Digenite

Eagle Mine (New Jersey Zinc Eagle Mine; Gilman Mine; Wilkesbarre shaft; Newhouse tunnel; Little Chief Mine; Iron Mask Mine; Belden Mine; Black Iron Mine), Gilman, Gilman District (Battle Mountain District; Red Cliff District), Eagle Co., Colorado, USA © 2002 John H. Betts

Chemical Formula: Cu9S5
Locality: In the USA, at Butte, Silver Bow Co., Montana.
Name Origin: From the Greek for “two kinds” or “sexes,” in reference to the presumed presence of both cuprous and cupric ions.

Digenite is a copper sulfide mineral with formula: Cu9S5. Digenite is a black to dark blue opaque mineral that crystallizes with a trigonal – hexagonal scalenohedral structure. In habit it is usually massive, but does often show pseudo-cubic forms. It has poor to indistinct cleavage and a brittle fracture. It has a Mohs hardness of 2.5 to 3 and a specific gravity of 5.6. It is found in copper sulfide deposits of both primary and supergene occurrences. It is typically associated with and often intergrown with chalcocite, covellite, djurleite, bornite, chalcopyrite and pyrite. The type locality is Sangerhausen, Thuringia, Germany, in copper slate deposits.

Occurrence

Digenite occurs in the transitional zone of supergene oxidation of primary sulfide ore deposits, at the interface between the upper and lower saprolite ore zones. It is rarely an important mineral for copper ores, as it is more usually replaced by chalcocite further up in the weathering profile, and is a minor weathering product of primary chalcopyrite. Natural digenite always contains a small amount of iron and is considered to be stable only in the Cu-Fe-S system.

In the Deflector and Deflector West Cu-Au lode deposits of the Gullewa Greenstone Belt, Western Australia, digenite is an important constituent of the transitional Cu-Au ore. However, it is difficult to treat metallurgically and remains a refractory ore type. In this locality digenite is found with covellite, chalcocite and bornite.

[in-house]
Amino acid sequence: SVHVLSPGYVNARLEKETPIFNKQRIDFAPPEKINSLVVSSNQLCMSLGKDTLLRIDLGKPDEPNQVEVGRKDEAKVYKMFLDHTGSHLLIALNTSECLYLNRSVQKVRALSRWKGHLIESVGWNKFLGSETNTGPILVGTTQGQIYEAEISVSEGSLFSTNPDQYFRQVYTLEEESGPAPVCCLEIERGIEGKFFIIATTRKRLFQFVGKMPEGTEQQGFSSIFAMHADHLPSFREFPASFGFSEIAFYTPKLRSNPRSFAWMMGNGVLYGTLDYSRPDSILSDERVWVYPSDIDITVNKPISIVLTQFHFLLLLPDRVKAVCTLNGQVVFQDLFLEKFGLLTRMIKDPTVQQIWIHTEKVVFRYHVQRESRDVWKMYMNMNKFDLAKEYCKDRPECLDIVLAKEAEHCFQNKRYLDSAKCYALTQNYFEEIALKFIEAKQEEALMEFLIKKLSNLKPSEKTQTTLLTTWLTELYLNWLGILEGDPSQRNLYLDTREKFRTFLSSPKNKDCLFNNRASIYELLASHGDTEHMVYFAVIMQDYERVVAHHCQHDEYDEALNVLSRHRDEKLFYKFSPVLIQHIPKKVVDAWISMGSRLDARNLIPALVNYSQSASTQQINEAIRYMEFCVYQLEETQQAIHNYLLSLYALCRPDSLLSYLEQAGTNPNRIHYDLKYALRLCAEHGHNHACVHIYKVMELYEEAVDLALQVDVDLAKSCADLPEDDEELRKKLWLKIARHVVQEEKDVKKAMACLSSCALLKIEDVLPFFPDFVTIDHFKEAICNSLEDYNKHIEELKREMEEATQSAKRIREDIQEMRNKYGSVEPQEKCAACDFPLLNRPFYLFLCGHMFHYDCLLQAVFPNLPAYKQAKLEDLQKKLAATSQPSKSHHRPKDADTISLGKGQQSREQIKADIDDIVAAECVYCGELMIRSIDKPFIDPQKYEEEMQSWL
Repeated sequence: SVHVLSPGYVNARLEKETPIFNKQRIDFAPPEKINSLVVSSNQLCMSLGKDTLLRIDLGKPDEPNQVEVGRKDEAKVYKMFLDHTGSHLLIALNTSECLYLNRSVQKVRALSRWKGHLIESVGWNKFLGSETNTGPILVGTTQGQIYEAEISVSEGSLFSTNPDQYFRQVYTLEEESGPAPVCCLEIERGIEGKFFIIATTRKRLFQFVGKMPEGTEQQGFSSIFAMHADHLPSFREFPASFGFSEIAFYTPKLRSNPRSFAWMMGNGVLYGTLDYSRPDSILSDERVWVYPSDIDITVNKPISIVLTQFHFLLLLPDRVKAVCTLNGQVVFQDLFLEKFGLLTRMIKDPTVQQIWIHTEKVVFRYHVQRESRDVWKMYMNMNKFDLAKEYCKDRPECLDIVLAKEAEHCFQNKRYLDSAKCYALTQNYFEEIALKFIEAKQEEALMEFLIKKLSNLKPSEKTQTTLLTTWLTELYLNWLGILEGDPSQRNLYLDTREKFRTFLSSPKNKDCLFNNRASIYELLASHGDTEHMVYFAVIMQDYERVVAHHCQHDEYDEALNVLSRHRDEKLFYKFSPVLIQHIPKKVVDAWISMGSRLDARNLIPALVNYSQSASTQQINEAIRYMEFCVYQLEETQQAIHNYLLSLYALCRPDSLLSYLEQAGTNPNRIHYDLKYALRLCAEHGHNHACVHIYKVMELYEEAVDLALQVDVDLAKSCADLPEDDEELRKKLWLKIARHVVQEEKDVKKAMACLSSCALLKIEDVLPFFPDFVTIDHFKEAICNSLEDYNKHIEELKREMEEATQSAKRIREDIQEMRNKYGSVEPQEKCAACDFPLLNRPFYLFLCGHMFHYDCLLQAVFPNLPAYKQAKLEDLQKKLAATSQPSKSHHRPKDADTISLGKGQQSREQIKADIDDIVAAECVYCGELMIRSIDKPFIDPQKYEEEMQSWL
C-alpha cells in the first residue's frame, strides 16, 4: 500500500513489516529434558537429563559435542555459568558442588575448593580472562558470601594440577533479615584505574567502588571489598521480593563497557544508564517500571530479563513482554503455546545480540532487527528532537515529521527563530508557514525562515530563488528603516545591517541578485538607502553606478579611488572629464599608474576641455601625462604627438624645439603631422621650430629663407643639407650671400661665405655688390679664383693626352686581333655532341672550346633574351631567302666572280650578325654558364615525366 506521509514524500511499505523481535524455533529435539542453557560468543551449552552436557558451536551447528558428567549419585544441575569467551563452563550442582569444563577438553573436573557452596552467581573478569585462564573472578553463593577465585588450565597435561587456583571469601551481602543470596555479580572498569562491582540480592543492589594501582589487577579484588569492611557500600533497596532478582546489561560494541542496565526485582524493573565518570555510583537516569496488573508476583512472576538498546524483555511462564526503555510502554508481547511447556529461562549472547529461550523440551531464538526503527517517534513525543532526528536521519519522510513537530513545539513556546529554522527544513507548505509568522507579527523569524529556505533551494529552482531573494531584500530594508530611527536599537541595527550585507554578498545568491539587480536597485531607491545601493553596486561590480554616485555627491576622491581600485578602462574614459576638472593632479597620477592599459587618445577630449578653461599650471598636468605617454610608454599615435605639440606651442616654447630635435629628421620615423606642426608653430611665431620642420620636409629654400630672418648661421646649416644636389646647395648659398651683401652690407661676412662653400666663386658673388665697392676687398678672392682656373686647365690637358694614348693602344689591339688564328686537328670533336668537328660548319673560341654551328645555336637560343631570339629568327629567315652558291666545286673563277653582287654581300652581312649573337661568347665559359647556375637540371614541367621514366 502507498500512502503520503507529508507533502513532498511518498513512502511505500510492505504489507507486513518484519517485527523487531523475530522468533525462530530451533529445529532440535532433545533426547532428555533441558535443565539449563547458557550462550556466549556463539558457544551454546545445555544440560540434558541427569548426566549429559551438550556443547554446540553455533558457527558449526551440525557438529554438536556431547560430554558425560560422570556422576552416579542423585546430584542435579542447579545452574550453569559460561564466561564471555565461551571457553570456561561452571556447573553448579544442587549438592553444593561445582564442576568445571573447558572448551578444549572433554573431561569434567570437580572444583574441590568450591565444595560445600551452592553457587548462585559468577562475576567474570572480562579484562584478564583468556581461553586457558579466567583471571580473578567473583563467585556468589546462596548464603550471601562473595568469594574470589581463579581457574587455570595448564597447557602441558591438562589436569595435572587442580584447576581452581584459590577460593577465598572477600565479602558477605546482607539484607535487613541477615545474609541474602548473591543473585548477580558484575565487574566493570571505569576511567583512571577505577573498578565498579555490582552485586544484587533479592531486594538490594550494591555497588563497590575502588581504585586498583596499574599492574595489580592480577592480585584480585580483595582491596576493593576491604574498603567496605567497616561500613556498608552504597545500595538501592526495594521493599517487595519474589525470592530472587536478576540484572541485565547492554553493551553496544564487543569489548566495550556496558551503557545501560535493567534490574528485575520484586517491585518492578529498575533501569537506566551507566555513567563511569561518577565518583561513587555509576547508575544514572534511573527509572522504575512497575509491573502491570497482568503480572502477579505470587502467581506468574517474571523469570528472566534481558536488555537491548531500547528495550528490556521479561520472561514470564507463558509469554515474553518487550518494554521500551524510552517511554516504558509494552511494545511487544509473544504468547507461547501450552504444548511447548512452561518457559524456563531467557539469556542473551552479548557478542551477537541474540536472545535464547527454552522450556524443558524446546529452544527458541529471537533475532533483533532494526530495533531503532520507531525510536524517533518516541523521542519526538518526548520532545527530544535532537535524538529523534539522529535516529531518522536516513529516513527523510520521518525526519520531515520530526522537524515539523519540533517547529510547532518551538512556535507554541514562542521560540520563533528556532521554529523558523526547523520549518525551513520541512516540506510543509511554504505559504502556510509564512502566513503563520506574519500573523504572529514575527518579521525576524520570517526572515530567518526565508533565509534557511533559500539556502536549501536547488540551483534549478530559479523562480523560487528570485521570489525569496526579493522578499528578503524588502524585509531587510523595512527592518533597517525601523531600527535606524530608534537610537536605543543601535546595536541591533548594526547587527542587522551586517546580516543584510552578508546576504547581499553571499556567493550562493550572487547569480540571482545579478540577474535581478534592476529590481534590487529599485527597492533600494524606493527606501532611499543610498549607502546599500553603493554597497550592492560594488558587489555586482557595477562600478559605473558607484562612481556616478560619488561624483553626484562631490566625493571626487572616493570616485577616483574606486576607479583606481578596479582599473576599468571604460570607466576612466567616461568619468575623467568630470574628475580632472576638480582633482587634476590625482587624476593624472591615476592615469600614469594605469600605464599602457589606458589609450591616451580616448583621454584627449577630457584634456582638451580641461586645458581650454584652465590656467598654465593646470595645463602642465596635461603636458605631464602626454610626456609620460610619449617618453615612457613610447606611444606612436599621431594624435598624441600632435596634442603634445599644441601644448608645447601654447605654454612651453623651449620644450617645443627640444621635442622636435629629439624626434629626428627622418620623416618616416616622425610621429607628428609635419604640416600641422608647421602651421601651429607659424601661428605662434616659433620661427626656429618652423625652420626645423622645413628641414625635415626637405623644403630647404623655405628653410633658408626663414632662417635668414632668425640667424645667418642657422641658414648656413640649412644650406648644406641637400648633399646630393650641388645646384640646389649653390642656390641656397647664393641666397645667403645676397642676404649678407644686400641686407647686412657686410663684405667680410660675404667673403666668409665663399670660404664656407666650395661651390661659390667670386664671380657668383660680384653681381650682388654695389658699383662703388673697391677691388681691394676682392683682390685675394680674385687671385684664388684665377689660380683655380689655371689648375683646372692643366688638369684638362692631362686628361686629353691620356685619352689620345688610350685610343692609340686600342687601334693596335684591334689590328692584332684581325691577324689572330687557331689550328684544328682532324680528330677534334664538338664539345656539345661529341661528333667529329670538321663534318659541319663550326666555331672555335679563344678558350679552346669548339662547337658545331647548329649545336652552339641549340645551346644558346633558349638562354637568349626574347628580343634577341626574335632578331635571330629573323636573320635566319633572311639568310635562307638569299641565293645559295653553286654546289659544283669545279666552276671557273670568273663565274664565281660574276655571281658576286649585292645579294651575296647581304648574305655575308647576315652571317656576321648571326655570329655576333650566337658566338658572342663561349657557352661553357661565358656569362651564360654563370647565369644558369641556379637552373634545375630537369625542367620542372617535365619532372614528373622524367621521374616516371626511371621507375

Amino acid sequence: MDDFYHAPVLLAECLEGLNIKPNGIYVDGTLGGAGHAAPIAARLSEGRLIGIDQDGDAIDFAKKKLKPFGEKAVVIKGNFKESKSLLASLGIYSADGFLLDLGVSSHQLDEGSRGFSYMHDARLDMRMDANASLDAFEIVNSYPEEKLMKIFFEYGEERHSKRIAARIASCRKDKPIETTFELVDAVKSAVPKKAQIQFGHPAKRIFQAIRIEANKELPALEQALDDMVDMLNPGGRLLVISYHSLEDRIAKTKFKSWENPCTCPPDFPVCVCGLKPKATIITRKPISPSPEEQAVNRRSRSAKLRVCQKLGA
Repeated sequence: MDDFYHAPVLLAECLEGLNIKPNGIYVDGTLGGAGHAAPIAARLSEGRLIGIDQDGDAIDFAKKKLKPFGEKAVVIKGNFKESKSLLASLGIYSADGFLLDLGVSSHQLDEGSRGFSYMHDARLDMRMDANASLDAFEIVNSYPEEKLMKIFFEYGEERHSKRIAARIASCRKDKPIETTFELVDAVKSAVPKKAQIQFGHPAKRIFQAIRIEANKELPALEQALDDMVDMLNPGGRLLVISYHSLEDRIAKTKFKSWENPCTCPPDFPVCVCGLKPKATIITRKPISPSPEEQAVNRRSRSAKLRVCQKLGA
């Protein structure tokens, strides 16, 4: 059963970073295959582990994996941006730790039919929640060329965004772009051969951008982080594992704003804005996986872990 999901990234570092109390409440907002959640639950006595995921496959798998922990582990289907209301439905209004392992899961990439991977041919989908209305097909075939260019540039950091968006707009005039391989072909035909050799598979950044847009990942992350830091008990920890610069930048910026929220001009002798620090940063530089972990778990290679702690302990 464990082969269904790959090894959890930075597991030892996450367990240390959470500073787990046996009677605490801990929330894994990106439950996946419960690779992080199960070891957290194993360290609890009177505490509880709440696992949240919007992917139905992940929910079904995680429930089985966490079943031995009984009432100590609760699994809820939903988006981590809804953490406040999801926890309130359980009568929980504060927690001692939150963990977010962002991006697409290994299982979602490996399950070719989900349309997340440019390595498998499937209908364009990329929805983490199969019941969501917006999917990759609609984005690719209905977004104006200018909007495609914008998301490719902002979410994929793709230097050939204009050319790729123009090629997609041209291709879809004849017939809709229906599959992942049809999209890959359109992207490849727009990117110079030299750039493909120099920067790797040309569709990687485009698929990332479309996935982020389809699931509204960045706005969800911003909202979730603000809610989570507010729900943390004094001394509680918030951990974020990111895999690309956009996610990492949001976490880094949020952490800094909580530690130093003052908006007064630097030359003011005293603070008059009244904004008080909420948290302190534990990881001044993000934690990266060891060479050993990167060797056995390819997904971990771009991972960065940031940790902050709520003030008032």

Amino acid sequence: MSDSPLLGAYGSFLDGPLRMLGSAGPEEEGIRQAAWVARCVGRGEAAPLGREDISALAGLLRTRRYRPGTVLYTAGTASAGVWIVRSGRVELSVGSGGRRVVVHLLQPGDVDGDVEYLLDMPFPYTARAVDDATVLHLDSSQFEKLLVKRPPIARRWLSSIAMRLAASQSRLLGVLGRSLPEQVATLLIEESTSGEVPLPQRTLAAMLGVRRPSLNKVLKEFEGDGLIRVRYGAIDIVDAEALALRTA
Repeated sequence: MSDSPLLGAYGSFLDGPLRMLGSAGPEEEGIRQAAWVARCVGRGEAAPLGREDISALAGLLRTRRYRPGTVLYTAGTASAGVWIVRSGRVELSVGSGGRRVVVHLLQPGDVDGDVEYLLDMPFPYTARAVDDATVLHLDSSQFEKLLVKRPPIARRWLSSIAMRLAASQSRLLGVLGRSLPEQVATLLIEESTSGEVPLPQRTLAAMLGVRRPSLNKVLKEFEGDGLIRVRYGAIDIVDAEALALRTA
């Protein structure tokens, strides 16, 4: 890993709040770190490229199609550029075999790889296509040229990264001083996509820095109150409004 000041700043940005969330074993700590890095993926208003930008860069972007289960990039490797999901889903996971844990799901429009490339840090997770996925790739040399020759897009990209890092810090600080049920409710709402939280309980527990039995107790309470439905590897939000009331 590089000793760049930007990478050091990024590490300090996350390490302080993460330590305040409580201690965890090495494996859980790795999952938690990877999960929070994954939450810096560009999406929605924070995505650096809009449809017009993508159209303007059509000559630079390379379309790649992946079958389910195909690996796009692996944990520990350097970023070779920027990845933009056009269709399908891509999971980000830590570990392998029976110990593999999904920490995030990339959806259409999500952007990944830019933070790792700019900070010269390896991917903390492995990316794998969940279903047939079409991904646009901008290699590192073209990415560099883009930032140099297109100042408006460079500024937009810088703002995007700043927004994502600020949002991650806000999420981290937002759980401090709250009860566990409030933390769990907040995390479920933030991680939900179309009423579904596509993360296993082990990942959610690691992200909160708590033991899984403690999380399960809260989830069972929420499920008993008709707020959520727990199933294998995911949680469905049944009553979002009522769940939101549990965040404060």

It was first described in 1844 from the type locality of Sangerhausen, Saxony-Anhalt, Germany. The name is from the Greek digenus meaning of two origins in reference to its close resemblance with chalcocite and covellite.

Physical Properties of Digenite

Cleavage: {???} Indistinct
Color: Blue, Dark blue, Black.
Density: 5.6
Diaphaneity: Opaque
Fracture: Brittle – Conchoidal – Very brittle fracture producing small, conchoidal fragments.
Hardness: 2.5-3 – Finger Nail-Calcite
Luster: Sub Metallic
Streak: grayish black

Photos

Digenite, Pyrite Locality: Leonard Mine, Butte, Butte District (Summit Valley District), Silver Bow Co., Montana, USA Photo Copyright © Rock Currier
Digenite Locality: Leonard Mine, Butte, Butte District (Summit Valley District), Silver Bow Co., Montana, USA Size: 6 x 4 cm Photo Copyright © Christopher O’Neill
Digenite, Malachite Locality: Rinnerlahner, Vizze pass (Pfitsch pass), San Giacomo, Vizze Valley (Pfitsch Valley), Bolzano Province (South Tyrol), Trentino-Alto Adige, Italy Largest Crystal Size: 8 mm Photo Copyright © Manuele Moro
Digenite Locality: Leonard Mine, Butte, Butte District (Summit Valley District), Silver Bow Co., Montana, USA Size: 7.2 x 4.3 cm Photo Copyright © John Sobolewski
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